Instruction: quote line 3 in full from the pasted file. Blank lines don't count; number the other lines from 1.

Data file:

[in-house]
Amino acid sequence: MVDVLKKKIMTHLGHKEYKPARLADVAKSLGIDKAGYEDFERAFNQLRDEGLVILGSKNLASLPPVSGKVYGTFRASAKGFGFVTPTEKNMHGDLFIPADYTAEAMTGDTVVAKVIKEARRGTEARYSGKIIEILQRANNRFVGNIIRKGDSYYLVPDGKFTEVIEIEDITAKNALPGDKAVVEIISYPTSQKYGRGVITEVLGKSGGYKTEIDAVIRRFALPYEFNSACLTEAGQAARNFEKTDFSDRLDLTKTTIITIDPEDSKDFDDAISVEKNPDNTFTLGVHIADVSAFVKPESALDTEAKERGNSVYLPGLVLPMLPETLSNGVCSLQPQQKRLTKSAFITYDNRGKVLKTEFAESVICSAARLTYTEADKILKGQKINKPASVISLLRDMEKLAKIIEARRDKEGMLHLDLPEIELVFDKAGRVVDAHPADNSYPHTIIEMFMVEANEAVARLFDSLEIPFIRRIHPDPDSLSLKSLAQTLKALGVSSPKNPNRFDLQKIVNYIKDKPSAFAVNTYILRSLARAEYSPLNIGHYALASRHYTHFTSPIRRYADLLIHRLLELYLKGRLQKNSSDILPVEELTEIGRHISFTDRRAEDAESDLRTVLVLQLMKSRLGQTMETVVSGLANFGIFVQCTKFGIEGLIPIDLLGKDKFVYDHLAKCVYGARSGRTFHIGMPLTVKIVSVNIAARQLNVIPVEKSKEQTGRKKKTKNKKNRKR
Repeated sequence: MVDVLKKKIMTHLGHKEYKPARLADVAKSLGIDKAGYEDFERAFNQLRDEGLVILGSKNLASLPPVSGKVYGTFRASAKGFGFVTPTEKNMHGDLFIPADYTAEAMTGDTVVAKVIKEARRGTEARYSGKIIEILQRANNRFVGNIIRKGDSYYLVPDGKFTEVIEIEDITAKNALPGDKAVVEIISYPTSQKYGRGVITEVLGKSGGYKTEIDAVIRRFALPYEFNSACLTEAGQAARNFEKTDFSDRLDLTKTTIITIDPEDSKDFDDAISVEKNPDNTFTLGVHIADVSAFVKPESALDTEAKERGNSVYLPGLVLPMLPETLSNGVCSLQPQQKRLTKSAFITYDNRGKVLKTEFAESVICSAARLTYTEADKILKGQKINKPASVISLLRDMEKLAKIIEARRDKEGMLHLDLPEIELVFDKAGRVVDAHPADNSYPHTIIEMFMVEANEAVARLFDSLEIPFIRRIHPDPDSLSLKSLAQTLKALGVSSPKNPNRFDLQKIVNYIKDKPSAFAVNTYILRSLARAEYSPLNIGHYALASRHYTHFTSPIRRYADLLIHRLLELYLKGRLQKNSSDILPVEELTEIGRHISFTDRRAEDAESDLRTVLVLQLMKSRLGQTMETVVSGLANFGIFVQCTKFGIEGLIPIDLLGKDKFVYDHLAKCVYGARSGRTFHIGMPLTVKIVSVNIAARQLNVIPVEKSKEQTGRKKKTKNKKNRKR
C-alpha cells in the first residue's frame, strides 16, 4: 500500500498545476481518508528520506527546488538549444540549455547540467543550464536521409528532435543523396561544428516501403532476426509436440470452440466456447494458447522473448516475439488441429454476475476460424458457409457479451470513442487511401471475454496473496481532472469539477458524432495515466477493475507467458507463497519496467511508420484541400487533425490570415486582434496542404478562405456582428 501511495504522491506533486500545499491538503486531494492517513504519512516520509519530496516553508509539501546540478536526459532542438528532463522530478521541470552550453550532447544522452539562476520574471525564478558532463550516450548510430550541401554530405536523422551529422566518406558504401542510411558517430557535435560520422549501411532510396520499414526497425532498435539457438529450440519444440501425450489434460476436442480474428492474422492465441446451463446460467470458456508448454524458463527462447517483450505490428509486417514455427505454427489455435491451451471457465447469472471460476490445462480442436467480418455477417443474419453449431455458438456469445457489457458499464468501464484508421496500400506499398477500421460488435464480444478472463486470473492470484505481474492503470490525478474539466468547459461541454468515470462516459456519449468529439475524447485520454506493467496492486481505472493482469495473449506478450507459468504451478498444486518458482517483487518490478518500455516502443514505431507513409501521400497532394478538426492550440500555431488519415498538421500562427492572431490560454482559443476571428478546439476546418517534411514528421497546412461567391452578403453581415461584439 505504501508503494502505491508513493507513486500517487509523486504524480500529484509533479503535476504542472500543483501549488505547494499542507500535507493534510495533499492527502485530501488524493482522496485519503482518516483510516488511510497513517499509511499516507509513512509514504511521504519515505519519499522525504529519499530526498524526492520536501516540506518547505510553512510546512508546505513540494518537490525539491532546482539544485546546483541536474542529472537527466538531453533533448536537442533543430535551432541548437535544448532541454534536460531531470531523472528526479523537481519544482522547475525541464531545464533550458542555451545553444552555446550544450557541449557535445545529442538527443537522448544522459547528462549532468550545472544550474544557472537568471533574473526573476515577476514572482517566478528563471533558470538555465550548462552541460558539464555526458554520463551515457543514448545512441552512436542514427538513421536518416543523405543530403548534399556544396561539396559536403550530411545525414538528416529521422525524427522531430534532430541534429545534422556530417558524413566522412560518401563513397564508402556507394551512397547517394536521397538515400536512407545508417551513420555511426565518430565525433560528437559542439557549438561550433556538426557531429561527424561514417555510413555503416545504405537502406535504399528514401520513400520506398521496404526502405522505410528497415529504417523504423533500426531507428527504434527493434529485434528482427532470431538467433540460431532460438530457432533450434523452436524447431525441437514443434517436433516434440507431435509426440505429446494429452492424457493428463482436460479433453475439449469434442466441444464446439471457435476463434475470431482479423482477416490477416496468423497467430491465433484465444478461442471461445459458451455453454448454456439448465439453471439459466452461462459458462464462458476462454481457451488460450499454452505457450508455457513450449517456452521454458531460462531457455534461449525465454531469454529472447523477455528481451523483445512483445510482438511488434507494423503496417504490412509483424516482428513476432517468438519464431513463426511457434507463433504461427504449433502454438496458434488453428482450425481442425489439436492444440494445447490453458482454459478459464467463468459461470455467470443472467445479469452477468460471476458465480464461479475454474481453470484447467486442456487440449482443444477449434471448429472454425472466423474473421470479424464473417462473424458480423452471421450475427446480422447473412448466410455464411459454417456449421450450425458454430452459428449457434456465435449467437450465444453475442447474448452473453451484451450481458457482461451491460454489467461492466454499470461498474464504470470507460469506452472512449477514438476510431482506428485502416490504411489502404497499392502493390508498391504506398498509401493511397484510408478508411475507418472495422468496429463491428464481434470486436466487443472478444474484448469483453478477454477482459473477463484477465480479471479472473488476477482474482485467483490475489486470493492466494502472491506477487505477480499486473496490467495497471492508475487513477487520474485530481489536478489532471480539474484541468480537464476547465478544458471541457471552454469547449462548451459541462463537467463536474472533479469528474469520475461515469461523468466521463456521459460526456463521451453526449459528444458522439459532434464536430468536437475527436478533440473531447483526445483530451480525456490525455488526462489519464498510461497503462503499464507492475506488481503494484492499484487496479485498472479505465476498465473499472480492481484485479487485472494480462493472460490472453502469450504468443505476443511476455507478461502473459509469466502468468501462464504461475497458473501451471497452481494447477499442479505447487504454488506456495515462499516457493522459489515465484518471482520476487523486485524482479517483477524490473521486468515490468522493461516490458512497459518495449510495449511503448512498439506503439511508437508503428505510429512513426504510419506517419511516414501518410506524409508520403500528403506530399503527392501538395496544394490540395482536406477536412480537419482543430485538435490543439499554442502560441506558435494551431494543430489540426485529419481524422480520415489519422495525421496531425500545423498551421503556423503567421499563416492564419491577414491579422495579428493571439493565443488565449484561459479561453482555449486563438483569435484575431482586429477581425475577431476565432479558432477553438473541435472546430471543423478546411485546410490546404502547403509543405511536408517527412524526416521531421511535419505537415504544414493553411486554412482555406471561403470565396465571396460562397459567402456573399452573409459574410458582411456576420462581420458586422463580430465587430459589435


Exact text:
Repeated sequence: MVDVLKKKIMTHLGHKEYKPARLADVAKSLGIDKAGYEDFERAFNQLRDEGLVILGSKNLASLPPVSGKVYGTFRASAKGFGFVTPTEKNMHGDLFIPADYTAEAMTGDTVVAKVIKEARRGTEARYSGKIIEILQRANNRFVGNIIRKGDSYYLVPDGKFTEVIEIEDITAKNALPGDKAVVEIISYPTSQKYGRGVITEVLGKSGGYKTEIDAVIRRFALPYEFNSACLTEAGQAARNFEKTDFSDRLDLTKTTIITIDPEDSKDFDDAISVEKNPDNTFTLGVHIADVSAFVKPESALDTEAKERGNSVYLPGLVLPMLPETLSNGVCSLQPQQKRLTKSAFITYDNRGKVLKTEFAESVICSAARLTYTEADKILKGQKINKPASVISLLRDMEKLAKIIEARRDKEGMLHLDLPEIELVFDKAGRVVDAHPADNSYPHTIIEMFMVEANEAVARLFDSLEIPFIRRIHPDPDSLSLKSLAQTLKALGVSSPKNPNRFDLQKIVNYIKDKPSAFAVNTYILRSLARAEYSPLNIGHYALASRHYTHFTSPIRRYADLLIHRLLELYLKGRLQKNSSDILPVEELTEIGRHISFTDRRAEDAESDLRTVLVLQLMKSRLGQTMETVVSGLANFGIFVQCTKFGIEGLIPIDLLGKDKFVYDHLAKCVYGARSGRTFHIGMPLTVKIVSVNIAARQLNVIPVEKSKEQTGRKKKTKNKKNRKR